So business is not booming for Gamestop. This past week, the gaming company said that its holiday sales were down 3.1%, and the company continues to withhold earnings guidance, due to the “evolving impact of Covid-19.” GameStop [$GME] shares jumped 101% on the week.
The catalyst for the rally seemed to be news Monday that Chewy co-founder Ryan Cohen would be teaming up with GameStop’s board of directors, along with two former Chewy executives. Cohen has advocated that the company should close more stores and make big changes around e-commerce. Cohen’s RC Ventures retains a 13% stake in GameStop. With three board seats, the firm can influence business decisions.
A lion’s share of last week’s gains came on Wednesday—two days after the board announcement—when GameStop had its largest one-day gain to date. The gaming retailer was positioned for a short squeeze, in which short sellers faced with high borrowing costs and accumulating losses are forced to buy shares to cover their asses.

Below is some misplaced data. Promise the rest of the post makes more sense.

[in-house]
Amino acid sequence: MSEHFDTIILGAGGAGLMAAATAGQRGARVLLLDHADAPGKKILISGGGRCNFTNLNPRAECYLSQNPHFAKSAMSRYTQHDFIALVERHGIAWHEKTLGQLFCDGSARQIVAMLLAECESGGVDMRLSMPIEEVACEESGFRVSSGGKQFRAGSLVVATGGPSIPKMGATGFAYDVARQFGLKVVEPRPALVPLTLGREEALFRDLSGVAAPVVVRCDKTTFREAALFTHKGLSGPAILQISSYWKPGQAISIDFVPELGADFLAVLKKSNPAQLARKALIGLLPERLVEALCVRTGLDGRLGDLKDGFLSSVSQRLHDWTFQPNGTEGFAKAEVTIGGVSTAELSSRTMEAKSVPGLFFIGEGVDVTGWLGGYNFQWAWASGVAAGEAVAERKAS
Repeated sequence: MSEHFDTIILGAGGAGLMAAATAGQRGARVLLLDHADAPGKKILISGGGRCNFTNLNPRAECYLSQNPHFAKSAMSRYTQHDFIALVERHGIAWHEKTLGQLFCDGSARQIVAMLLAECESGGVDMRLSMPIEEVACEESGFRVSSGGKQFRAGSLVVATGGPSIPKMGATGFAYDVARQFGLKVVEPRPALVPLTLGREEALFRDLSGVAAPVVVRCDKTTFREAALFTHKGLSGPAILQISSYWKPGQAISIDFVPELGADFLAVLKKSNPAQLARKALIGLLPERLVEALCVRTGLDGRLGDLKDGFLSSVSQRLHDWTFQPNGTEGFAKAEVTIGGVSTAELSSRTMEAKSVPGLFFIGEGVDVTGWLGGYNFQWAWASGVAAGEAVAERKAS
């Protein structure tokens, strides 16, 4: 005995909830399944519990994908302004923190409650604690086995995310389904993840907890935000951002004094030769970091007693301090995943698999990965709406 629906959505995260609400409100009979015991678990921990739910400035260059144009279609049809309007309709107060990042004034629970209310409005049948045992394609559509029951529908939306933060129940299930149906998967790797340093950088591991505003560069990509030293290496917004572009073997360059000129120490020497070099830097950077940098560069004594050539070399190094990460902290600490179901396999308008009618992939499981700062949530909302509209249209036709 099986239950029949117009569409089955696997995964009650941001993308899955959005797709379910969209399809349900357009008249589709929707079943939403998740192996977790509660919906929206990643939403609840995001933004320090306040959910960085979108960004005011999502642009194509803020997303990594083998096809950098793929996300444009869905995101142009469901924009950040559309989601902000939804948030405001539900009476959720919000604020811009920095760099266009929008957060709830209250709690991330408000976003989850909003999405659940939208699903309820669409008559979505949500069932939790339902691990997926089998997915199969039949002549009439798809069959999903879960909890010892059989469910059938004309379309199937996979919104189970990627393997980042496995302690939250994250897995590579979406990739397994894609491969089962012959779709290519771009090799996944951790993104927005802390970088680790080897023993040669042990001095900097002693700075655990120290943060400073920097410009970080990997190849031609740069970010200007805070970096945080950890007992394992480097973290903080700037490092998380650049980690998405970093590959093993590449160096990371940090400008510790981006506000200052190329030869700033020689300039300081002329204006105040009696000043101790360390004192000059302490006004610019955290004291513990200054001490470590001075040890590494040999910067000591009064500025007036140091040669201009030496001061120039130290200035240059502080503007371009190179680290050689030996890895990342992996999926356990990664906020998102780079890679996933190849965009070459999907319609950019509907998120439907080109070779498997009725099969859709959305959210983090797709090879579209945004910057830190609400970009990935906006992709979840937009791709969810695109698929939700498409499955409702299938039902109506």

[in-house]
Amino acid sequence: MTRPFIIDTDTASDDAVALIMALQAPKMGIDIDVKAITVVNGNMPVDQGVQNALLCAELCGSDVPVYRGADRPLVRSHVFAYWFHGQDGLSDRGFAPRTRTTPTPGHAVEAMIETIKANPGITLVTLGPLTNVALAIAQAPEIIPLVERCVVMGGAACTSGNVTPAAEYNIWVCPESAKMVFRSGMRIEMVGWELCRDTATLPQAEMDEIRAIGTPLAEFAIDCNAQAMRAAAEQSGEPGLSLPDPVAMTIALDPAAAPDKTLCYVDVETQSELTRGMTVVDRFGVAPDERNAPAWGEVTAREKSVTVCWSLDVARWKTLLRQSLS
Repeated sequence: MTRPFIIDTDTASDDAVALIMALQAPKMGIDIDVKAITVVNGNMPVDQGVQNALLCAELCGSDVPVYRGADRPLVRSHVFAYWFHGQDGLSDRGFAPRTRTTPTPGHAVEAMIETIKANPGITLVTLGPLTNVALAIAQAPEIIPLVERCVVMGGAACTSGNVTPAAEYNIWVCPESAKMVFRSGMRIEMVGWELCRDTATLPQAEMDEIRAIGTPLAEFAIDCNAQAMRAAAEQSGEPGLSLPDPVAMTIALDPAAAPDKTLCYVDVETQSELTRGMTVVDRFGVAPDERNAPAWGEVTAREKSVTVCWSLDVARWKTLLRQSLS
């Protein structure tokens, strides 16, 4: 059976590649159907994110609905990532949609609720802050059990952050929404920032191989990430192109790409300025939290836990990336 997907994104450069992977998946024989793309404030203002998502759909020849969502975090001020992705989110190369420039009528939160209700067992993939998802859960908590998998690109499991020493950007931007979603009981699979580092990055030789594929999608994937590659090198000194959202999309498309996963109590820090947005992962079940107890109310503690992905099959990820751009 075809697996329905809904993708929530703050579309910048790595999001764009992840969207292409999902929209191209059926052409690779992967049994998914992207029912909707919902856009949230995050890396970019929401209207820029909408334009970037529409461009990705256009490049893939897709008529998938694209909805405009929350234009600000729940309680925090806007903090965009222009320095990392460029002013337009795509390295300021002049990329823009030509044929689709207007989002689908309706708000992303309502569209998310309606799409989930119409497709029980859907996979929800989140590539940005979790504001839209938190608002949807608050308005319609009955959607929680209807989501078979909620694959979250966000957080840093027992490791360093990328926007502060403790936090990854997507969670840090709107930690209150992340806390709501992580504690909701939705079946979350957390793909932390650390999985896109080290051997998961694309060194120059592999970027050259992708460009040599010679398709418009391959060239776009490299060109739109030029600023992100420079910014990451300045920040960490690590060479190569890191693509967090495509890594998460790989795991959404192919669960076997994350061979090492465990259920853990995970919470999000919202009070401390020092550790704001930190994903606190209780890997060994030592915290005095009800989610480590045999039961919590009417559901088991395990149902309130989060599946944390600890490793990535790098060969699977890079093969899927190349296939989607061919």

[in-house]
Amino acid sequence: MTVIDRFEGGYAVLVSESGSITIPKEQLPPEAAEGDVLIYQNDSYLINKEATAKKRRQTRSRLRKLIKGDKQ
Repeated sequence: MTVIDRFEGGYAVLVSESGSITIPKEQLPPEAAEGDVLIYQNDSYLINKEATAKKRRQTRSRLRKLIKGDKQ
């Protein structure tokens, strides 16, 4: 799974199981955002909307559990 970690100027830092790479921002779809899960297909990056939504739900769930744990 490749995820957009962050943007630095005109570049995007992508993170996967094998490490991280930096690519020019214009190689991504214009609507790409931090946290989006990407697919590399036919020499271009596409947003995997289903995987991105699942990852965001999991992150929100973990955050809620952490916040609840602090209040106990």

In the meantime, retail buyers are boasting their gains in the “WallStreetBets” on Reddit. Short sellers, on the other hand, were down $812 million in mark-to-market losses on Wednesday alone. Wedbush analyst Michael Pachter said the run-up was, “purely a short squeeze, accompanied by Robinhood-type retail enthusiasm for a transformation to e-commerce.” Bumble IPO: Which Way We Swiping?
High volatility and a short supply of float meant bears were “squeezed by rabid retail investors,” he said. Asked if he thinks the gains will hold up, Pachter answered, “I do not.” He has a Hold rating on GameStop, with a $16 price target.
The year-over-year sales drought in GameStop’s holiday period between November and December came in the teeth of new gaming consoles unveiling from Sony [$SNE] and Microsoft [$MSFT]. The company cited store closures and the pandy for the sales decline. FWIW, Comparable-store sales were up 4.8%.